"Party supporters differ most starkly on three policy areas that will be a major focus of the Obama administration this year: gun policy, immigration and federal taxes. That clearly creates a situation in which the two parties likely disagree on the need or urgency of government action in these areas, which makes passing legislation to address these issues more challenging," Mr. Jones predicts.
"We have a national interest in knowing how many people our country can accommodate."
— Then-Sen. Alan K. Simpson, Wyoming Republican, speaking on immigration to ABC News, April 8, 1990.
The changing cast
Very liberal James Carville and sensible Republican Mary Matalin, the original "he said, she said" political couple, are no longer commentators for CNN, as of Tuesday. The network and the pair cite their distance from Washington as the biggest driver here. The couple live in New Orleans; CNN wished they lived on Capitol Hill.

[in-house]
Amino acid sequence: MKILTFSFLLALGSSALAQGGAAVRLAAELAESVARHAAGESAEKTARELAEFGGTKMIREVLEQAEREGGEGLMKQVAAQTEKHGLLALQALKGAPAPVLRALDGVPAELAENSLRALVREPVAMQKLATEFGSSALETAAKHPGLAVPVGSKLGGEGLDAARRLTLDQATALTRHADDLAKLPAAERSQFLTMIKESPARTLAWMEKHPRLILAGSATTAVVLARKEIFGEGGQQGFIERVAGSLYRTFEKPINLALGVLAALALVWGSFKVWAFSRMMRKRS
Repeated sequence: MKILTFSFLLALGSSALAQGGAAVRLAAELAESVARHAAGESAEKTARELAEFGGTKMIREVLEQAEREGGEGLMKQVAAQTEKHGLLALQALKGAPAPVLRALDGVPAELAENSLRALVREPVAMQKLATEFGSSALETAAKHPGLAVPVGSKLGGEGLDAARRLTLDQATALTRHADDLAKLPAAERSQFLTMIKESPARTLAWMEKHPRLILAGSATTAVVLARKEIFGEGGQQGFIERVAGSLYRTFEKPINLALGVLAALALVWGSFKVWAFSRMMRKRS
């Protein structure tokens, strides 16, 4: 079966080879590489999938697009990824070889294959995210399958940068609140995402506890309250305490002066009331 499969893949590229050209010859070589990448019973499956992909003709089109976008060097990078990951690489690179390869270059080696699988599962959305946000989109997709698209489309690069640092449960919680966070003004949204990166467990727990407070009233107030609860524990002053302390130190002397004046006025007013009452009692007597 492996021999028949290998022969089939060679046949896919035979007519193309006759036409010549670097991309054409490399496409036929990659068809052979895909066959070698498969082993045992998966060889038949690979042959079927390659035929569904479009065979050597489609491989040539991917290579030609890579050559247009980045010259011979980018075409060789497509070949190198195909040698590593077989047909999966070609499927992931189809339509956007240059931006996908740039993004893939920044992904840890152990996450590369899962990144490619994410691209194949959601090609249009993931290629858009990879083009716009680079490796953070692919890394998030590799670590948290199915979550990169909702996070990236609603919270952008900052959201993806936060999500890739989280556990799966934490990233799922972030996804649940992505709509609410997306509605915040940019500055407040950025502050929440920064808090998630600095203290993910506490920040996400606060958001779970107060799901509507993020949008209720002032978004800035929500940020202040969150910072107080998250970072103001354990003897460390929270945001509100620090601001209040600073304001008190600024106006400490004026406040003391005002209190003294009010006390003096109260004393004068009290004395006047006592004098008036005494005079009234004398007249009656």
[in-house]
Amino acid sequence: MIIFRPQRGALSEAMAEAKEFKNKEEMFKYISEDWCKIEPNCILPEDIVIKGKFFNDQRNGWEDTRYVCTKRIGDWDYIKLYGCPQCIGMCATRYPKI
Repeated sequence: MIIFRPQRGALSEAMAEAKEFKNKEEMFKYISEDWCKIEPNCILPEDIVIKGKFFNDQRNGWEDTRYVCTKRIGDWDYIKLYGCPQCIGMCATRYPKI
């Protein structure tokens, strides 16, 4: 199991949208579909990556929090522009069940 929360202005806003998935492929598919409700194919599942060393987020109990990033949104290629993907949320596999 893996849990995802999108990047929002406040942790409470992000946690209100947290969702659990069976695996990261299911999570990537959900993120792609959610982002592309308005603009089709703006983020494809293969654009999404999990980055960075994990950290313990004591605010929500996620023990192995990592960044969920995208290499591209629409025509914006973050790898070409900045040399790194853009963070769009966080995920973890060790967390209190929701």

Erick Erickson is something else again. The co-founder of the conservative RedState.com joined the network in 2010 with much ado, a symbol that CNN hoped to attract a wider audience and perhaps draw the attention of Fox News loyalists. Easier said then done. Mr. Erickson is also departing CNN and is bound for Fox News.
"For all those liberals who lost money thinking Keith Olbermann would outlast me at Current TV, well, sorry," Mr. Erickson says. "Me at CNN was not an easy fit. The first month was tumultuous with several tumultuous times throughout. I liked to think of myself as job security for the public relations department. About the only thing the far right and far left could agree on was that I did not belong at CNN."